After the vigours of prayer truck, we also fled the city and spent two weeks at Kirks’ sister’s cottage north of Huntsville. When doing urban ministry, especially front line work, it’s important from time to get away from concrete and into the bush.
In early years, I found much to my dismay, that I didn’t do a lot of praying on my vacation. I realized that somehow I had begun to associate prayer with my job. An embarrassing revelation, to say the least. The last thing I want to be is a “professional pray-er!”
It became important for me to find out what the difference between “vacating” and “re-creating” was. It’s easy to vacate, to zone out. Eat too much, bombard our senses with entertainment and media. I would glut on fiction books – lying around and reading 800 pages a day of fluff and nothing. And then wonder why I didn’t feel restored.
What would it look like for me to identify some activities that were truly re-creational? That enliven my heart and spirit, and awaken my heart to my Creator rather than sending myself into a stupor.
I also don’t do well with lots of unstructured time. I start feeling depressed and sluggish. They say in AA, failing to plan is planning to fail, so now I go into my vacation time with a plan.
I took one of my favourite books on Spiritual Formation, Sacred Rhythms by Ruth Haley Barton, and started my day reading and doing some of the excellent spiritual exercises at the end of each chapter. The exercises are probing and cause me to dig deep into God and into my own psyche. Cottage time is good time to do some of the deeper inner work required for spiritual health, and Barton is a trustworthy guide into the realm of the Spirit and my own soul.
And I journal. Three pages every day. I call them the morning pages, and it’s a practice I picked up from Julia Cameron’s The Artists Way. I can write about anything, even about not wanting to write! But it helps me process life, talk to God in a focused way, and write down what I hear Him saying in response.
In response to a challenge by Barton, I started a daily Examen, where with the Holy Spirit, I examine each day for signs of His presence and work around me, and assess how I’ve come alongside Him or been at cross purposes with Him. It’s an ancient Ignatian form of prayer, and I’m finding it very helpful in my quest to be more alive to His presence in and around me.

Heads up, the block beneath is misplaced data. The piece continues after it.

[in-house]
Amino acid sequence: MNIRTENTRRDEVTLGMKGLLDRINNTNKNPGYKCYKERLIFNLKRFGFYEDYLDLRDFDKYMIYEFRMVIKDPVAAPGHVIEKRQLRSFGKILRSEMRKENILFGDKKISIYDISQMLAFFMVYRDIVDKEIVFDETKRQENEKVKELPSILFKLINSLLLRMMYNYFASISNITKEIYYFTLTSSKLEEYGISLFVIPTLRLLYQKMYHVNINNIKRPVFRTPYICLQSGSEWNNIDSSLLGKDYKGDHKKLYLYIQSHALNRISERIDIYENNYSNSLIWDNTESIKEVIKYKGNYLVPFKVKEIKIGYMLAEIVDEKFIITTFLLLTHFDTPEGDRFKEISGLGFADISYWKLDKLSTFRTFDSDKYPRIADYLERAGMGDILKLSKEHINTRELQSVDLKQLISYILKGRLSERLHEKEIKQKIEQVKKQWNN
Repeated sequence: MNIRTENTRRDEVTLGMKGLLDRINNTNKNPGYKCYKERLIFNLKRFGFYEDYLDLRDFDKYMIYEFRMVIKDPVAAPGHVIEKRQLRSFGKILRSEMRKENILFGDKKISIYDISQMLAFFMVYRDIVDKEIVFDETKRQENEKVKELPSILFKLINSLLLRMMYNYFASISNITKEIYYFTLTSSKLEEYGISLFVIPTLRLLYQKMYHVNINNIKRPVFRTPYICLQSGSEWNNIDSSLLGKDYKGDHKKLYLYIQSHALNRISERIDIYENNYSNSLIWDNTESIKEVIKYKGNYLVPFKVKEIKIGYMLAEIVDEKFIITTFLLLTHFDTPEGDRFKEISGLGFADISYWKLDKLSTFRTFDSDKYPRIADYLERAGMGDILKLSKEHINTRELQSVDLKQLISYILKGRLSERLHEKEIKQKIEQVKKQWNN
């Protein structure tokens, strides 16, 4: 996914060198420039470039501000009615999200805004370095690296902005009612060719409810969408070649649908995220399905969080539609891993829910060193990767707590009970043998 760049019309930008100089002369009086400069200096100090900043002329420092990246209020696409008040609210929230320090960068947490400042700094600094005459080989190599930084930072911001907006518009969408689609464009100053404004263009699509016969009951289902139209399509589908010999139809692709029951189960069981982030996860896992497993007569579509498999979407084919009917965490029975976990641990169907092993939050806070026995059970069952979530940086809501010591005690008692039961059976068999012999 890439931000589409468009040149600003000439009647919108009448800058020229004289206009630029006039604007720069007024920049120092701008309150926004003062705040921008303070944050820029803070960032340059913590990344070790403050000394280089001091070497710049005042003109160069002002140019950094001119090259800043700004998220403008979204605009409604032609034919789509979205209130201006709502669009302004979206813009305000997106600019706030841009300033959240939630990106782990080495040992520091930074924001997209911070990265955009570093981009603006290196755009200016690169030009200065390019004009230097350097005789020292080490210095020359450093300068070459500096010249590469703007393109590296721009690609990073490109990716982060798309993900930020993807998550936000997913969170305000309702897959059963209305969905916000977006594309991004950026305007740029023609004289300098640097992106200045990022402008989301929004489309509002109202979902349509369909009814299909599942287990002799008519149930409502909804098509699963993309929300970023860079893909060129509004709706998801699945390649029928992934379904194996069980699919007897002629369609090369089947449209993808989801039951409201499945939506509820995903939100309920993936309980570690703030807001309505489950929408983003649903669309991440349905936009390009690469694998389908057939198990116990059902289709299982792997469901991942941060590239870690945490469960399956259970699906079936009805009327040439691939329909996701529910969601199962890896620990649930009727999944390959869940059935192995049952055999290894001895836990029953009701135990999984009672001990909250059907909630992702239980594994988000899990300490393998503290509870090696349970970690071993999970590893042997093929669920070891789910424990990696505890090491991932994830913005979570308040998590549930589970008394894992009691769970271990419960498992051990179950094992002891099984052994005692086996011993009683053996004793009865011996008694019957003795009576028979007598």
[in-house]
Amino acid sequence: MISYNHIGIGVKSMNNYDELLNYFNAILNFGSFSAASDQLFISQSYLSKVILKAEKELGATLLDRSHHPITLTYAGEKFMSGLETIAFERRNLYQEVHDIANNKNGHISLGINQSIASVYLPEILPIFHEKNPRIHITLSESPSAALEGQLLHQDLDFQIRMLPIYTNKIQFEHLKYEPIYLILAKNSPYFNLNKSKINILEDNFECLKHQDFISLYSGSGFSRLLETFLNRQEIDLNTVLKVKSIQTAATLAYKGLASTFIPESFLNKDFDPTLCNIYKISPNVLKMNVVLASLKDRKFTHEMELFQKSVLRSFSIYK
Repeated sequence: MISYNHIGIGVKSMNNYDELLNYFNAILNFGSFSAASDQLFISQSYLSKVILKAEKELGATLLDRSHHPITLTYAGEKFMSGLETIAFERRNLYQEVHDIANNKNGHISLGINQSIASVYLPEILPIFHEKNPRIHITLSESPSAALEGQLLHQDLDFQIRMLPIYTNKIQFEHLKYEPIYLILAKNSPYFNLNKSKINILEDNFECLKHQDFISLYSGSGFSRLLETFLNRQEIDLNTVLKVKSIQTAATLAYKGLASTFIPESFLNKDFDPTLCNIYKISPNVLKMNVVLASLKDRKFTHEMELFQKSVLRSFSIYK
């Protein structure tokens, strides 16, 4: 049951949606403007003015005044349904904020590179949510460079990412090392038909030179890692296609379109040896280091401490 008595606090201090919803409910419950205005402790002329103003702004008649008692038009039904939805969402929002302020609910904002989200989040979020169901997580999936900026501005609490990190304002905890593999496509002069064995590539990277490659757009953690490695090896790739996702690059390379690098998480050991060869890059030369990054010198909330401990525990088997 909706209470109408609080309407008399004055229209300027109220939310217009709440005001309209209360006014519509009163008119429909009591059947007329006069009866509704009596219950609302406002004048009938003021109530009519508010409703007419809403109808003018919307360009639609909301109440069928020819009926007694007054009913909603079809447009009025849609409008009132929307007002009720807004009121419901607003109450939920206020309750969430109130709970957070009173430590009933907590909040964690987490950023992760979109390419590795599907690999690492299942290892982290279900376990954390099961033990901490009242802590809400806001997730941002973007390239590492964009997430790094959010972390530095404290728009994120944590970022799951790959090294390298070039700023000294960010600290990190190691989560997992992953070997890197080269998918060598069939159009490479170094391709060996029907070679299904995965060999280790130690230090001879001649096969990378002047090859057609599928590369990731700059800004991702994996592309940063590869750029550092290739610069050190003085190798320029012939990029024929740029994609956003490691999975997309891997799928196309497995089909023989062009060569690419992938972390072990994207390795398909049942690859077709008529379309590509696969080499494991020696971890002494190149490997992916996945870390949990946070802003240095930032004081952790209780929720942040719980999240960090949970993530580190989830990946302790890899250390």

I do read as well. Fiction even! But I’m fussy about what I read. I want stuff that is gentle, that feeds my spirit and is full of life. It’s tricky to find good fiction that doesn’t have defiling bits in it, but with the help of friends I’m compiling a list. I also read non fiction in my field, and this year at the cottage read three books by new friends that I made at the New Monastic Consultation last month in BC. Slow Church by Chris Smith, and The Sacred Year and Under the Overpass by Michael Yankoski. Michael has asked me to write a review of The Sacred Year prior to it’s release and sent me a pre-release copy. I loved it and you all need to read it, and I will devote a whole blog to it shortly.
Cottage is time for puttering as well. Cooking, getting wood for the wood stove. Quiet work with my hands. Very soul filling for me. I even did some more felting!
Kirk and I began doing a daily Lectio Divina each day together and we are slowly prayer-reading and meditating our way through the gospel of Mark. He’s not much of a reader, so some evenings I would just read him the highlighted bits of books I was reading, and share my learning.
We did also watch some movies, and we also have a family tradition of watching episodes of Home Improvement at the cottage as well. But I felt that it was in good balance with our other activities.
All said, it turned into a lovely 2 week long spiritual retreat for me individually and for Kirk and I as a couple. We had some good conversations about life, ministry, and the way forward together.
And we also had the opportunity to offer hospitality to pilgrims! Some friends came up, and it was good to spend time together in prayer and then send them off in a canoe to hang out with Jesus.
Silence. Solitude. Wilderness places. Loving pilgrims who came our way.
I could totally live like this – maybe Kirk and I inspire a movement of cottage mothers and fathers!